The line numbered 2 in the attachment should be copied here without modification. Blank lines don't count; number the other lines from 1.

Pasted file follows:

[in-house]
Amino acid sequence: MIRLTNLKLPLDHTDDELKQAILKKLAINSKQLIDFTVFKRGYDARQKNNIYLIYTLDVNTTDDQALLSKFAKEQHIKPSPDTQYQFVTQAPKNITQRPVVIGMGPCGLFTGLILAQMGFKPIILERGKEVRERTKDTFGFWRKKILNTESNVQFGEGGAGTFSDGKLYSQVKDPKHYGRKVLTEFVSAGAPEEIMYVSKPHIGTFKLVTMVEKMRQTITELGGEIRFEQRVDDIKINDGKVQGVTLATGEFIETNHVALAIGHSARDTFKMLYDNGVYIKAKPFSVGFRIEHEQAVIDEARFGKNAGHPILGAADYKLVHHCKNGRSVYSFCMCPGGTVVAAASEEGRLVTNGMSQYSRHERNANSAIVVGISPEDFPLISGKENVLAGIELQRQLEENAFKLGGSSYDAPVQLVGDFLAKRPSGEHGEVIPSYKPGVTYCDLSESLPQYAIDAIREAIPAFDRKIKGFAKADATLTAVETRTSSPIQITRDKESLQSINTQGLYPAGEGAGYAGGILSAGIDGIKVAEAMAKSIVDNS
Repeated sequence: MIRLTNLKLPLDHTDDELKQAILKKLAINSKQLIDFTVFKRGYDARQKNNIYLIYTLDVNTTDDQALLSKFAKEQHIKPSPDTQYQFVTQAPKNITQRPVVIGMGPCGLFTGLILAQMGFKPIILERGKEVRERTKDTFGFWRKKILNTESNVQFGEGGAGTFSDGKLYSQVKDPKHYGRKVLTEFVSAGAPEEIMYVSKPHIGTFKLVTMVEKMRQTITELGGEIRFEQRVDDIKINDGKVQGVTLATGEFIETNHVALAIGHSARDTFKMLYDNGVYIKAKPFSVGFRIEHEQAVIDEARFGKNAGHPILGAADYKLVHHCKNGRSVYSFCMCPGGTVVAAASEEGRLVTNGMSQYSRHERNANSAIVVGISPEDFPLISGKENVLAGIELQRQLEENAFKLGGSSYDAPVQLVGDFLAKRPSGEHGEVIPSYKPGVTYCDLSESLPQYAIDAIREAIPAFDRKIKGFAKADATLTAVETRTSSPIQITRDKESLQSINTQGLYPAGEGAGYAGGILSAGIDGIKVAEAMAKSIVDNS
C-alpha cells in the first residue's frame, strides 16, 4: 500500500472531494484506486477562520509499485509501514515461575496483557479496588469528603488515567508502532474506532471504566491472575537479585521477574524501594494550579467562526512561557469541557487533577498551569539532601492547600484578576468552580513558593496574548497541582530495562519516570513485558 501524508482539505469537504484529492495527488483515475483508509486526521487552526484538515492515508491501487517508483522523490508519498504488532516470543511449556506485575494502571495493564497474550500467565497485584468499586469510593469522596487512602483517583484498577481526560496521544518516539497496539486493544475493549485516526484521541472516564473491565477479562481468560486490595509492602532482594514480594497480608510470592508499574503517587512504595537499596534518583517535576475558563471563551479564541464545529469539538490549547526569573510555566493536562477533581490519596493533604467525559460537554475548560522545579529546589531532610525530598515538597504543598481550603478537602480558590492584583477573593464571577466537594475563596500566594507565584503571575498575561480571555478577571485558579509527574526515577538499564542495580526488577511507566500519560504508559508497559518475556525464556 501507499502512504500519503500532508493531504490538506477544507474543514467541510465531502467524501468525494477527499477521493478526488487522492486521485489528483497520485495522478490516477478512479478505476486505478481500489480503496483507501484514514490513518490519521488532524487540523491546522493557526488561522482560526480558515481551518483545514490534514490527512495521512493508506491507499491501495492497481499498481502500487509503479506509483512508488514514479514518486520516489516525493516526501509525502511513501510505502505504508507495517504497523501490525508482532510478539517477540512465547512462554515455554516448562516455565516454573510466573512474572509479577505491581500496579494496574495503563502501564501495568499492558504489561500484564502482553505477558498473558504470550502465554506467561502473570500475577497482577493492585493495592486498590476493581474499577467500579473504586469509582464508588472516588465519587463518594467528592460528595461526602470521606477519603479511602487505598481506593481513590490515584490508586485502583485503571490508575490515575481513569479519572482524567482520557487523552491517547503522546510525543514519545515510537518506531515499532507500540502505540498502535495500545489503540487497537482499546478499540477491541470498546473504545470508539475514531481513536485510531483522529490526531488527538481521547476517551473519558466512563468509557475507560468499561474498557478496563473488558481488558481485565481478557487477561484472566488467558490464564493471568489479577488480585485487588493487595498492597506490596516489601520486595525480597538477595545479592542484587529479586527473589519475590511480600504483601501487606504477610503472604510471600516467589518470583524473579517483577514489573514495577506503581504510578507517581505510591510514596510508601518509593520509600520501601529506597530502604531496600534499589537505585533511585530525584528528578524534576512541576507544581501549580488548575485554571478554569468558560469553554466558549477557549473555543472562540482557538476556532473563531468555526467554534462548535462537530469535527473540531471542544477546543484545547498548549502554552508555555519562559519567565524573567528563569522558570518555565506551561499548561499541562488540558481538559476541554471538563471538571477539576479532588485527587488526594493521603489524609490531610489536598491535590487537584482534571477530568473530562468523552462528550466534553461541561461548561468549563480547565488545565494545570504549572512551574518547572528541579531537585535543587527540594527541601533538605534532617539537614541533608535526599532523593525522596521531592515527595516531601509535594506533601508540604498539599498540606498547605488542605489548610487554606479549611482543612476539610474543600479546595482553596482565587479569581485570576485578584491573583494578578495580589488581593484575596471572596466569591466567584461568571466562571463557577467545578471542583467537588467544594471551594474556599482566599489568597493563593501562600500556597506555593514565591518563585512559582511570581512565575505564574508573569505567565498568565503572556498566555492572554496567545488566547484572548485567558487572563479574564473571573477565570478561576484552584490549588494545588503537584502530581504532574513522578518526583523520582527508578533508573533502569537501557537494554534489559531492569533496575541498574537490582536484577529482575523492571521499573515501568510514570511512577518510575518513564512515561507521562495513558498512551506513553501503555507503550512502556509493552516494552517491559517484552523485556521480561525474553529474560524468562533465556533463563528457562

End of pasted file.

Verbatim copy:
Amino acid sequence: MIRLTNLKLPLDHTDDELKQAILKKLAINSKQLIDFTVFKRGYDARQKNNIYLIYTLDVNTTDDQALLSKFAKEQHIKPSPDTQYQFVTQAPKNITQRPVVIGMGPCGLFTGLILAQMGFKPIILERGKEVRERTKDTFGFWRKKILNTESNVQFGEGGAGTFSDGKLYSQVKDPKHYGRKVLTEFVSAGAPEEIMYVSKPHIGTFKLVTMVEKMRQTITELGGEIRFEQRVDDIKINDGKVQGVTLATGEFIETNHVALAIGHSARDTFKMLYDNGVYIKAKPFSVGFRIEHEQAVIDEARFGKNAGHPILGAADYKLVHHCKNGRSVYSFCMCPGGTVVAAASEEGRLVTNGMSQYSRHERNANSAIVVGISPEDFPLISGKENVLAGIELQRQLEENAFKLGGSSYDAPVQLVGDFLAKRPSGEHGEVIPSYKPGVTYCDLSESLPQYAIDAIREAIPAFDRKIKGFAKADATLTAVETRTSSPIQITRDKESLQSINTQGLYPAGEGAGYAGGILSAGIDGIKVAEAMAKSIVDNS